The most remarkable finding was, however, that the dominant pattern of torture in Papua involved public presentation of state brutality. Nearly 40 per cent of all cases occurred in public places, such as streets, schoolyards, parks, and open spaces in villages, or in government, military and police facilities. Many military and police stations in rural areas of Papua are basic wooden constructions, and the public can often observe what is occurring inside them. It is therefore possible that up to 82 per cent of torture cases were, in one way or another, performed in public.
The public nature of much of the torture confirms that it was deliberately designed by the Indonesian state to communicate shock and awe. A gruesome YouTube video that emerged in October 2010 demonstrates this. It depicted the torture of four Papuan highlanders by a group of Indonesian soldiers in Mulia, Puncak Jaya district, in Papua. Soldiers burned the genitals of one man, held a knife to the neck of another, and forced them to confess that they were members of the OPM. As well as being recorded, the torture was also witnessed by the local community, who were just 50 meters from the scene.
The case was widely covered in the international media and the Indonesian government was forced to take action. Seven soldiers were found guilty and sentenced to between five and 10 months in prison – but only for disobedience, not torture. The sentences of three of the soldiers were reduced to three months on appeal. The others did not appeal.
This high level of impunity encourages the Indonesian state and security apparatus to exhibit brutality in public. The public has been so controlled, cowed and generally colonised that it sees little chance for any opposition, and deems reports and charges futile. On the rare occasions when torture cases are brought to human rights courts, Indonesian human rights laws have been easily avoided. In the Abepura case of 2000, for example, the Human Rights Court simply failed to address the element of torture, despite the evidence presented.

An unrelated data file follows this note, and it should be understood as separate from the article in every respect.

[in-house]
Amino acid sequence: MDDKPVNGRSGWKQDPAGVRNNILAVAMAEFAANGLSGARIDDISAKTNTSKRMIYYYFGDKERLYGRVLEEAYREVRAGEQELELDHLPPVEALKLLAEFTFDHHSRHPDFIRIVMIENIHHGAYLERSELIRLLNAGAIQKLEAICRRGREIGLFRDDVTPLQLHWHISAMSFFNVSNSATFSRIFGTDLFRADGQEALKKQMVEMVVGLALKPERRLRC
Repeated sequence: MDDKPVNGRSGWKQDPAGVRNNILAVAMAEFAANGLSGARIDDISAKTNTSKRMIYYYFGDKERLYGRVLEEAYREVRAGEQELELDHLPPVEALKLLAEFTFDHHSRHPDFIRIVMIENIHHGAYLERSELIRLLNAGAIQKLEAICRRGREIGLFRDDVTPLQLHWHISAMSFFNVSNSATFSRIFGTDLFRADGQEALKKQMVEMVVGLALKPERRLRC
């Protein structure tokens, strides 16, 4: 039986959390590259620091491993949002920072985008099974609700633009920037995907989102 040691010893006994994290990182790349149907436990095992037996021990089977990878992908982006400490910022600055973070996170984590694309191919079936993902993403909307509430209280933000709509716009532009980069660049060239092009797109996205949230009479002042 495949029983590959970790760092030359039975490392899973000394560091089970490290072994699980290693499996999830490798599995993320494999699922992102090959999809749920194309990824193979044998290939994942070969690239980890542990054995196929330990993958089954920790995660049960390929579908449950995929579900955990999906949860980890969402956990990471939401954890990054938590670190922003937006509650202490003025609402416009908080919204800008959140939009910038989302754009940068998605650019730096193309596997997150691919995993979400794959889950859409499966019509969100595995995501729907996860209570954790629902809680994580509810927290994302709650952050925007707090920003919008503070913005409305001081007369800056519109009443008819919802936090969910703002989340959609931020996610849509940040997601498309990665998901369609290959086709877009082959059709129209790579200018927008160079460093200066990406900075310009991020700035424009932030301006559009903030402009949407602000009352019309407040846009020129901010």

Interviews with perpetrators revealed that torture in Papua had nothing to do with extracting information, forcing confessions from the victims, or simply punishing them. Rather, it was about executing power in a theatrical way. As one military official told me, he and his group did not want to kill their victims but just to “make them [feel] really, really bad.”
Torture in Papua is not executed by a few “bad apples”. Rather, it constitutes part of a larger strategy of domination by the Indonesian state in which the practice of torture is sanctioned and part of policy, underpinned by the rationale of sovereignty. The Indonesian state and its agents act together and in a systematic way. This includes the incidents of torture themselves, as well as the absence of legal consequences.
A small flicker of hope remains, however. Even though the law and justice system seems paralysed, caregivers are not. Notwithstanding the state’s policy of terror, they manage to maintain their agency and more importantly, to organise and consolidate resistance to oppression in various forms. This collaboration between the caregivers and survivors can change the theatre of torture from a confrontation between survivors and the state to a triangle of survivors, the state and caregivers. It is in this triangle that the limitations of sovereignty and governmentality become visible.
This blog post is based on a journal article previously published in the International Journal of Conflict and Violence.